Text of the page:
Teaching is the best way to learn. Why? Because what we call teaching is usually a combination of actions, attitudes, and responsibilities that make for good learning. The teacher is fully engaged and active, often acting with strong motivation, clear goals, and a sense of responsibility not just for the material and her/his own action, but also for others and for the group as a whole. "Student," on the other hand, often describes a very limited range of activity.
In this activity participants design and teach a lesson using any available object. It is a "quick and dirty" activity -- only ten minutes to prepare the lesson -- so it is best to treat it as a game or an experiment.
Form small groups (pairs or trios)
Joker places a chair in the center of the room and explains that the groups have ten minutes to come up with a learning activity using the chair. The purpose is to help people learn the subject that you are learning (e.g., English). Each group will then teach its lesson, so they should think about how they will do it. Who will do what? How?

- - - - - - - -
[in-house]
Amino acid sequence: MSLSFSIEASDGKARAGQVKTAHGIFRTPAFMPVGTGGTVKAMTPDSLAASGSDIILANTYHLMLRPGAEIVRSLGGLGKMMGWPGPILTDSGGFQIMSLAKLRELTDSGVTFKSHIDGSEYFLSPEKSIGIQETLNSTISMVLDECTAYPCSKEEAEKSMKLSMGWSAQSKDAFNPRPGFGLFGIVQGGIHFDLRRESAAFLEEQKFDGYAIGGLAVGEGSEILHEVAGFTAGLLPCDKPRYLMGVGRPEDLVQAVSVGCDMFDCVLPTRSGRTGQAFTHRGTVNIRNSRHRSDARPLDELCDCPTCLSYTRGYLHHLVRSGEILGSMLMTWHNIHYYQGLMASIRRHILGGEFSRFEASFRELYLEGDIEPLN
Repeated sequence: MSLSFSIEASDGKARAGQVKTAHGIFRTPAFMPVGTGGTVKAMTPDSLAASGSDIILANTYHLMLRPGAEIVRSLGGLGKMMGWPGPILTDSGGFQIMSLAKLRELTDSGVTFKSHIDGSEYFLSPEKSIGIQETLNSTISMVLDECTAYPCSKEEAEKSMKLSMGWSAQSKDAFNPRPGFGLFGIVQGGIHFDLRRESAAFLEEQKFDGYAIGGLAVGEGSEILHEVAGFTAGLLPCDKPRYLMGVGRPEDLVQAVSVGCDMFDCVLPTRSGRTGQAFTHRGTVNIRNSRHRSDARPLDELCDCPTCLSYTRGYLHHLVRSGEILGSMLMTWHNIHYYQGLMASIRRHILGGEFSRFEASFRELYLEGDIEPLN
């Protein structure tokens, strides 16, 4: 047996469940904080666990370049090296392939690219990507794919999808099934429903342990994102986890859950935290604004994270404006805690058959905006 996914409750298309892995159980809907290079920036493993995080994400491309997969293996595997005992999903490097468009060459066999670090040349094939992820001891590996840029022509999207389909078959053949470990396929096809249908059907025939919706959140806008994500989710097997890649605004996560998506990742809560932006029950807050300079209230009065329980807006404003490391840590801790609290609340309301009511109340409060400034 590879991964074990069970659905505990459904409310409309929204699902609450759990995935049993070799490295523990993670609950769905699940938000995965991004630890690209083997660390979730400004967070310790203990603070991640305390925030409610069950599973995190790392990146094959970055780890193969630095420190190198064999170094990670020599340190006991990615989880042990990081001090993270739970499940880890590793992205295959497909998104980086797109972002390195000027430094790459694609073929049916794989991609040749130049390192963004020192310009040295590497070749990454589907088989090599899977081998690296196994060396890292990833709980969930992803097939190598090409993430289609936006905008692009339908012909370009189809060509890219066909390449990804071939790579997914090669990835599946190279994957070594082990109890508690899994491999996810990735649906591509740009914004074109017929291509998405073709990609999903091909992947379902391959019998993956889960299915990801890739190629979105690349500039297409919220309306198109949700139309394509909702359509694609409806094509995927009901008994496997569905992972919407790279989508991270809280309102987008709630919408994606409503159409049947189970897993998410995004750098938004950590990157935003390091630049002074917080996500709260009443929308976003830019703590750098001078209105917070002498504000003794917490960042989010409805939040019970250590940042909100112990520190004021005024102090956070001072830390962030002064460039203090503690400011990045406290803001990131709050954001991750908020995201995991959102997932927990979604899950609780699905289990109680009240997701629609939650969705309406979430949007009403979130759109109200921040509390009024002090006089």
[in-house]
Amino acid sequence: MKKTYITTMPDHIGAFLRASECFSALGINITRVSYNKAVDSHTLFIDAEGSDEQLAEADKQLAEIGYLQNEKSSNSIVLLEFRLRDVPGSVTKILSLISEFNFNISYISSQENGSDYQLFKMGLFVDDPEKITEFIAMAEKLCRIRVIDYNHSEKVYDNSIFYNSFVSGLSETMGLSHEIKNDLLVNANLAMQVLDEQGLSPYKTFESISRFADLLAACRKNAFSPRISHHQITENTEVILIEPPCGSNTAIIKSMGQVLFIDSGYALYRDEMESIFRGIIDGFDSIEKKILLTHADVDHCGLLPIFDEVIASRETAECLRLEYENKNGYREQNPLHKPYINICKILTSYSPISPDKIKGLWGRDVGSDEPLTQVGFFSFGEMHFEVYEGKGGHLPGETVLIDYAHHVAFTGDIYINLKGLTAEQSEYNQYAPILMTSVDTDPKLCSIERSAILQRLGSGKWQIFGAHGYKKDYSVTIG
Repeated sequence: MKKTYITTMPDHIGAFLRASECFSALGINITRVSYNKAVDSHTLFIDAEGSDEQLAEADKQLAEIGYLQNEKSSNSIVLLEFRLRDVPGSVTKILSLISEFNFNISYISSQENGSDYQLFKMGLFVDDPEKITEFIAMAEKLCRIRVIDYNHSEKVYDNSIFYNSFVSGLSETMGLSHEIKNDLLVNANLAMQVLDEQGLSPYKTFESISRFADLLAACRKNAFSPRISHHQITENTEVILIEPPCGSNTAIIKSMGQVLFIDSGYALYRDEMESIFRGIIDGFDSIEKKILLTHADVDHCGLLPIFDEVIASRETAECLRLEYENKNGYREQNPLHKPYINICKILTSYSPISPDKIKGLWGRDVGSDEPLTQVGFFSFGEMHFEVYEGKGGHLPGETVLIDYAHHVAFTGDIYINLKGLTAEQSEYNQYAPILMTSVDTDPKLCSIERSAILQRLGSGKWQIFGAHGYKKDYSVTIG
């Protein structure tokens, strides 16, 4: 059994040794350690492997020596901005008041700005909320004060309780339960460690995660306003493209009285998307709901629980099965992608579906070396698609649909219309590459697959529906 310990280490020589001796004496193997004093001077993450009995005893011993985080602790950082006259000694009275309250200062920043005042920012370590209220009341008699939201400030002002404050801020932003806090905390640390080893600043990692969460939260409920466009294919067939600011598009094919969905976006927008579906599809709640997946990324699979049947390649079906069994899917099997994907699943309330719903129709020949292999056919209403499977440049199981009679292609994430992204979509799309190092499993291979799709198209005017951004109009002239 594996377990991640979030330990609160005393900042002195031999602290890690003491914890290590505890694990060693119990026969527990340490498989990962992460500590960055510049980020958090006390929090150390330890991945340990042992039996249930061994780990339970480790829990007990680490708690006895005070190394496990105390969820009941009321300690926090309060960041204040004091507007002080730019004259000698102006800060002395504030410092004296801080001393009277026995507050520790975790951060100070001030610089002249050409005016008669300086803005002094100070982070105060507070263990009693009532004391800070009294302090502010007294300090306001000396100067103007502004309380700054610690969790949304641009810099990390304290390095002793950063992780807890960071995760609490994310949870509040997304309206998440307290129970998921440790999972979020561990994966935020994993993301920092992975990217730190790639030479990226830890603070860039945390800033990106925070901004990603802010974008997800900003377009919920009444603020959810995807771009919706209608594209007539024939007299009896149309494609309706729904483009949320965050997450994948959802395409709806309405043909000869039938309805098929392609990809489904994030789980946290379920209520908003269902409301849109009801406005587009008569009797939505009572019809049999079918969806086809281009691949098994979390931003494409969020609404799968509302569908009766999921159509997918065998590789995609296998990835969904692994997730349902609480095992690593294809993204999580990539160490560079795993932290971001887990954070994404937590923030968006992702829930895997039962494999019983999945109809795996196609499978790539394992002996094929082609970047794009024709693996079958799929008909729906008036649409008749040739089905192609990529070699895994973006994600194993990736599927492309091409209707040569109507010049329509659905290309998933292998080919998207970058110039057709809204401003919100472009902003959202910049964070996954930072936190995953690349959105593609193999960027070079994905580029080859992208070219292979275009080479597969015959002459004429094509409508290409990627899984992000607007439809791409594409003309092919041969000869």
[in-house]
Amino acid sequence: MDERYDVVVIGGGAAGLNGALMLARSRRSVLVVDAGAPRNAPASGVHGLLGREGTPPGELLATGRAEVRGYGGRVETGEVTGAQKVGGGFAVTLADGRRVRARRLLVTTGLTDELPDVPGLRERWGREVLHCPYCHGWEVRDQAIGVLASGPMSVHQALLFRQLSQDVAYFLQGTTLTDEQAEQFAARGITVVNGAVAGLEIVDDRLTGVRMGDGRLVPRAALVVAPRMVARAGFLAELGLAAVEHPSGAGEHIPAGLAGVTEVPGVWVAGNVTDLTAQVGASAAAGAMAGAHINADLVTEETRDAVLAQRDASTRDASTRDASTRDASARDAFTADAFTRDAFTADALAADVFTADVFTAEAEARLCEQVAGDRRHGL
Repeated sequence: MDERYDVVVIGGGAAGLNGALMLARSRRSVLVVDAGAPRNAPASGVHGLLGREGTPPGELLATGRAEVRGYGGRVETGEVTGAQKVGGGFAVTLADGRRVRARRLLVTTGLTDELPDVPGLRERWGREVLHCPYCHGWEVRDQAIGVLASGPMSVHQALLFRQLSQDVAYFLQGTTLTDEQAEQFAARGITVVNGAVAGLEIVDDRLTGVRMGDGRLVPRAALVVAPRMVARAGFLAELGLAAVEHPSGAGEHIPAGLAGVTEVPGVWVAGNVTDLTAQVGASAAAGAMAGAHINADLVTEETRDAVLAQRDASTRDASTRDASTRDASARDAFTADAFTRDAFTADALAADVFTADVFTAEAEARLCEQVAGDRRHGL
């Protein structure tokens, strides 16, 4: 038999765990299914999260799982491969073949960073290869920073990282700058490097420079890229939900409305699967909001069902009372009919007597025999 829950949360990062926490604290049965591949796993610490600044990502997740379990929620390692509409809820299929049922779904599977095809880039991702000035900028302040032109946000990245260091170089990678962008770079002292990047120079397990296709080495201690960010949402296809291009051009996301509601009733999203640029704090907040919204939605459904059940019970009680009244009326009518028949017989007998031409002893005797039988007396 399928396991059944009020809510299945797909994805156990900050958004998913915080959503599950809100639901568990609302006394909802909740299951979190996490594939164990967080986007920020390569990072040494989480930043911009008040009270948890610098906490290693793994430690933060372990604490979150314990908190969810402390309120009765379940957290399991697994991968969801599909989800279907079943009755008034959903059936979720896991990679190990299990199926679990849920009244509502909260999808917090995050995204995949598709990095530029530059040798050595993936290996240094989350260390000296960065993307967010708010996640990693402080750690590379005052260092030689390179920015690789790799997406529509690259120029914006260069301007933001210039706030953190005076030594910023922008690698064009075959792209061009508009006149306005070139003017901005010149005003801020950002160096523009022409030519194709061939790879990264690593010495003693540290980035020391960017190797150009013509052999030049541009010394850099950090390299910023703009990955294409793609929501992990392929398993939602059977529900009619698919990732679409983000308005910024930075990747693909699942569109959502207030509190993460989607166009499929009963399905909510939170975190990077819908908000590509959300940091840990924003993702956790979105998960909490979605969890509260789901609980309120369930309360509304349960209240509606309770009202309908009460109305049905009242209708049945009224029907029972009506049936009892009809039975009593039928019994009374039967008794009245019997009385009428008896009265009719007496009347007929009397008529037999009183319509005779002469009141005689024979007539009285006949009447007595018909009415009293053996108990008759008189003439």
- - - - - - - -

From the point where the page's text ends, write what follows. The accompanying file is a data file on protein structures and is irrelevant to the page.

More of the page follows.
When ten minutes are up, joker asks one group to begin. When their lesson is done, do a quick assessment: what did you see? Who did what? (Joker should feel free to share her observations here, verifying her understanding each time.)
The team that went first chooses the next team.
De-brief: When all are finished, you can discuss what people learned about teaching or ask people to write about what they saw and what they think about it.
NOTE: This activity can follow the Learning Interview, drawing on the insights gained in that activity concerning effective learning and teaching. Review the results of that activity and encourage people to plan lessons that use what we know about our own successful learning.
You can also relate this to the John Cage's Ten Rules.
What is our relationship to...? is a great example of using chairs to teach something.